In 1988, Ron had a hardcore Libertarian supporter, Jim Peron, Owner of Laissez Faire Books in San Francisco. Jim set up a magnificent 3-day campaign swing for us in the SF Bay Area. Jim was what you would call very openly Gay. But Ron thought the world of him. For 3 days we had a great time trouncing from one campaign event to another with Jim’s Gay lover. The atmosphere was simply jovial between the four of us. (As an aside we also met former Cong. Pete McCloskey during this campaign trip.) We used Jim’s home/office as a “base.” Ron pulled me aside the first time we went there, and specifically instructed me to find an excuse to excuse him to a local fast food restaurant so that he could use the bathroom. He told me very clearly, that although he liked Jim, he did not wish to use his bathroom facilities. I chided him a bit, but he sternly reacted, as he often did to me, Eric, just do what I say. Perhaps “sternly” is an understatement. Ron looked at me directly, and with a very angry look in his eye, and shouted under his breath: “Just do what I say NOW.”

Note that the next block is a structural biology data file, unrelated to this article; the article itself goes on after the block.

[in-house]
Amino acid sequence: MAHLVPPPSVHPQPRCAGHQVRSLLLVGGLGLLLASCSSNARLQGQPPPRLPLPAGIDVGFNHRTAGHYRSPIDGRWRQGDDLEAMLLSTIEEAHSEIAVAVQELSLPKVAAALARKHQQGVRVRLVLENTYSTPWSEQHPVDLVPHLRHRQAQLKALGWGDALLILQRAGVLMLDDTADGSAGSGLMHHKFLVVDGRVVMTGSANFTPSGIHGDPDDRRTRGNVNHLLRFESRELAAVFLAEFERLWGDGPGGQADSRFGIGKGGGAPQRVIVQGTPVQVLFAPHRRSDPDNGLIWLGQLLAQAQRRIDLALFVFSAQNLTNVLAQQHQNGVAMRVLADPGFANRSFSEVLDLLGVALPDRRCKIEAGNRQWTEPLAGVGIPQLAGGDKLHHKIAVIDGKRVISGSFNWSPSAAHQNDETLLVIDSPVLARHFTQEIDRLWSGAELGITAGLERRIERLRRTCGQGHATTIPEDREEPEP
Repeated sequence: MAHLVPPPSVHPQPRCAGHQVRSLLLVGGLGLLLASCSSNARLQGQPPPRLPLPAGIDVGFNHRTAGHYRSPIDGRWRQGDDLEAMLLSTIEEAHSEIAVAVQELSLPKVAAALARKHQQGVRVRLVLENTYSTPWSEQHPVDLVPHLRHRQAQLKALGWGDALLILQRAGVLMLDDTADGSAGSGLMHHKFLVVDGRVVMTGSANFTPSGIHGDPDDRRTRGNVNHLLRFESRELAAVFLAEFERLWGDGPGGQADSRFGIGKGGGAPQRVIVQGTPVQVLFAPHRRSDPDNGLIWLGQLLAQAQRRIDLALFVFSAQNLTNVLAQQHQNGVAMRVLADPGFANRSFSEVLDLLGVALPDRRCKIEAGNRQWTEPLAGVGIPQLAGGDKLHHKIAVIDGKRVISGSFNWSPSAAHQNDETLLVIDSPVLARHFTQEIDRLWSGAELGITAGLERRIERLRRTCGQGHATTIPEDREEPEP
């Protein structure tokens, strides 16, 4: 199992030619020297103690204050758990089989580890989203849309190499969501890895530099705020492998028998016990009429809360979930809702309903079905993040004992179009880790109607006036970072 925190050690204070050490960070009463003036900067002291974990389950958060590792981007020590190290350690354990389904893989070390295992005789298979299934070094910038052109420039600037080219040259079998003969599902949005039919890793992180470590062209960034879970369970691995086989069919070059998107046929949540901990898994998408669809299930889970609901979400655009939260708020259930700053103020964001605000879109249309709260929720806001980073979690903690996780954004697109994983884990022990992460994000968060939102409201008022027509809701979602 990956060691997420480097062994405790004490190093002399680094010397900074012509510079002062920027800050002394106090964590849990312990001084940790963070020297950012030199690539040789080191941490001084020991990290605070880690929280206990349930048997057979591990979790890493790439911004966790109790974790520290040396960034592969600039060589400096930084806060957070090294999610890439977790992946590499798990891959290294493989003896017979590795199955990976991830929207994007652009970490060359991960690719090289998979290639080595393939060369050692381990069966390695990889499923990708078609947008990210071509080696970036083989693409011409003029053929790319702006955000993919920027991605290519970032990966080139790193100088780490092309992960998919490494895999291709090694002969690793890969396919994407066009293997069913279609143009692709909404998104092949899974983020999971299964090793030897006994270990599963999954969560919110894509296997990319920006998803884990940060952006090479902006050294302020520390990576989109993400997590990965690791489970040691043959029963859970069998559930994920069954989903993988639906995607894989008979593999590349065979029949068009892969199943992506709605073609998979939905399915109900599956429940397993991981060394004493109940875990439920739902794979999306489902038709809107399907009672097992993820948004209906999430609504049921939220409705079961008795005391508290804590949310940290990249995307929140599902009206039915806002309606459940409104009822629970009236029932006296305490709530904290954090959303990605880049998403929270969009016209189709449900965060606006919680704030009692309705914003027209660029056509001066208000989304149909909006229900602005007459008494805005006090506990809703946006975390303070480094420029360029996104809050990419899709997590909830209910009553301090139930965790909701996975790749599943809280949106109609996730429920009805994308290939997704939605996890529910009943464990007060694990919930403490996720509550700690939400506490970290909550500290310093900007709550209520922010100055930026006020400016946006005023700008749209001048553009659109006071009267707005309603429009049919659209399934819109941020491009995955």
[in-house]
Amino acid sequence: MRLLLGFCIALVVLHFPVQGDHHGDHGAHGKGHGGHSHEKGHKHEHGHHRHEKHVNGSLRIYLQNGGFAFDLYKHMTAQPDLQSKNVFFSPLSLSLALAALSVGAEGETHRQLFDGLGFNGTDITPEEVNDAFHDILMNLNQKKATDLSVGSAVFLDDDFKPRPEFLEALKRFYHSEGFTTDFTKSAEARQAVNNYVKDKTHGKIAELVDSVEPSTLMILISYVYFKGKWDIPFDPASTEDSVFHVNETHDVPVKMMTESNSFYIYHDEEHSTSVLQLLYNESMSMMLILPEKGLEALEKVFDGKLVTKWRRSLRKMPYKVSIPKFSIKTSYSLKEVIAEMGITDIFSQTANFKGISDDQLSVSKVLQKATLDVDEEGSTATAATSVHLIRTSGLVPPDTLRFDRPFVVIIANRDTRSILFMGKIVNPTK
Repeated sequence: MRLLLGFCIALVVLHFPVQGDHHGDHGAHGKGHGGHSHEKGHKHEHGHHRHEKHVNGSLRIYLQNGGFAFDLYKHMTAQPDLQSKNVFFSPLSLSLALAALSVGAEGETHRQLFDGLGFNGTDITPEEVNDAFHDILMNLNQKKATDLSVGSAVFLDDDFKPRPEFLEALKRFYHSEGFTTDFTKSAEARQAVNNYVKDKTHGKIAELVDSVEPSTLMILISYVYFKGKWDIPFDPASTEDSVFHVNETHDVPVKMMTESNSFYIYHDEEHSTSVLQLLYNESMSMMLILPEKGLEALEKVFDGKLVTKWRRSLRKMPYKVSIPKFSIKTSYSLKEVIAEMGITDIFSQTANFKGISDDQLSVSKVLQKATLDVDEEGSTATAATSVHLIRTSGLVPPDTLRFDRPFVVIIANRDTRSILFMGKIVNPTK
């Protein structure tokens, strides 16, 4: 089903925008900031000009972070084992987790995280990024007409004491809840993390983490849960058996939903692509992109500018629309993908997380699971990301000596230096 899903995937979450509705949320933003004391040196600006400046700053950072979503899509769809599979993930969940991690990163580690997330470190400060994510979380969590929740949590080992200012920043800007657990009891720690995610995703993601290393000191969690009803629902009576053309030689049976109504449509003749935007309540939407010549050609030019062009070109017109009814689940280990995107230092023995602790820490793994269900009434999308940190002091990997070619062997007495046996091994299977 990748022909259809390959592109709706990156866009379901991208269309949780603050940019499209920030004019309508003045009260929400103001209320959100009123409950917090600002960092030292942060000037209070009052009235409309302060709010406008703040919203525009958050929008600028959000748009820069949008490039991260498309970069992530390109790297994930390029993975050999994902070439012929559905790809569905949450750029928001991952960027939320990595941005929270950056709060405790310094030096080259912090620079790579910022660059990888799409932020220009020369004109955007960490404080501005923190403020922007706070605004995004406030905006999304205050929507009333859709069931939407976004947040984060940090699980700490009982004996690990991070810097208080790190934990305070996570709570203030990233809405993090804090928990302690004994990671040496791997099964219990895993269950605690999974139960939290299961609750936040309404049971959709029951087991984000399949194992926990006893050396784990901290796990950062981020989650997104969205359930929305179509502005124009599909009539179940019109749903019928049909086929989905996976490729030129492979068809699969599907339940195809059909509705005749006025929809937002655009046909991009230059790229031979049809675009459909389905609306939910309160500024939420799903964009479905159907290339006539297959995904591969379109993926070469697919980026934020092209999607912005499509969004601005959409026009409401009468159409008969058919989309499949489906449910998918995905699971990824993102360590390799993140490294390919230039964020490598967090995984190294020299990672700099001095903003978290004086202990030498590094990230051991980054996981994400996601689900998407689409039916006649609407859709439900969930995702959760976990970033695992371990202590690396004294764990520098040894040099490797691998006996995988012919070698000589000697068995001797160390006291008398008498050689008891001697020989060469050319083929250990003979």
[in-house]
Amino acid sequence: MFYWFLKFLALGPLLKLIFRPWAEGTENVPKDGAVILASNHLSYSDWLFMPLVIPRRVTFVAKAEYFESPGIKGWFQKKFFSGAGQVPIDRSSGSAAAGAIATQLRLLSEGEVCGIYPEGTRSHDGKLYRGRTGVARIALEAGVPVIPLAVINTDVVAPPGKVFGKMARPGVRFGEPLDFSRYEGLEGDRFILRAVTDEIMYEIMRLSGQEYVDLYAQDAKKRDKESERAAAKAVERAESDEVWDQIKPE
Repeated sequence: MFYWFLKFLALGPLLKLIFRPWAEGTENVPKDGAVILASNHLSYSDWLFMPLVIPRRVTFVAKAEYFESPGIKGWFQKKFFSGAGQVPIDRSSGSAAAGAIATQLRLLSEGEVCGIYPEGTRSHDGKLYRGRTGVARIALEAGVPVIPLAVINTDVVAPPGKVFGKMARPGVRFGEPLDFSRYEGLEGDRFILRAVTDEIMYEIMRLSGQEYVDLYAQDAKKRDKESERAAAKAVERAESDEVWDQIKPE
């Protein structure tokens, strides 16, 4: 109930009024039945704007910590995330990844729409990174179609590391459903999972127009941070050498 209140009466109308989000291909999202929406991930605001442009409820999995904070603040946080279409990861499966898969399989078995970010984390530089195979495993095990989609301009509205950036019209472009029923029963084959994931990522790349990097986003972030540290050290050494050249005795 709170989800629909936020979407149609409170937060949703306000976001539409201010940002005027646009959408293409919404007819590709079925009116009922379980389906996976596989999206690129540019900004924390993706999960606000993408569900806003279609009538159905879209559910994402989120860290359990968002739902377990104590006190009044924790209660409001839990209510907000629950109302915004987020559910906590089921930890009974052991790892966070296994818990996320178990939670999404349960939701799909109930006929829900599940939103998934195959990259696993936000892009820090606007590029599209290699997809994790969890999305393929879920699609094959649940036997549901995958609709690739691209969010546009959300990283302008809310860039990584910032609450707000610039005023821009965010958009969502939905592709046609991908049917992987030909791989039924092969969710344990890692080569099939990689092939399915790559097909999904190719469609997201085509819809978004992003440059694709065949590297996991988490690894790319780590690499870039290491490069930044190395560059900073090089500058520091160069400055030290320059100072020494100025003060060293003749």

The second incident involved one or two other staffers many years later at the BBQ in Surfside Beach. I was not in direct presence of the incident. But another top staffer, and I believe one of our secretaries, was witnessed to it. This top staffer adores Ron, but was extremely insulted by his behavior, I would even say flabbergasted to the point of considering resigning from his staff over it.

“Bobby,” a well-known and rather flamboyant and well-liked gay man in Freeport came to the BBQ. Let me stress Ron likes Bobby personally, and Bobby was a hardcore campaign supporter. But after his speech, at the Surfside pavilion Bobby came up to Ron with his hand extended, and according to my fellow staffer, Ron literally swatted his hand away.

Again, let me stress. I would not categorize that as “homo-phobic,” but rather just unsettled by being around gays personally. Ron, like many folks his age, very much supports toleration, but chooses not to be around gays on a personal level. It’s a personal choice. And though, it may seem offensive to some, he has every right in my mind to feel and act that way.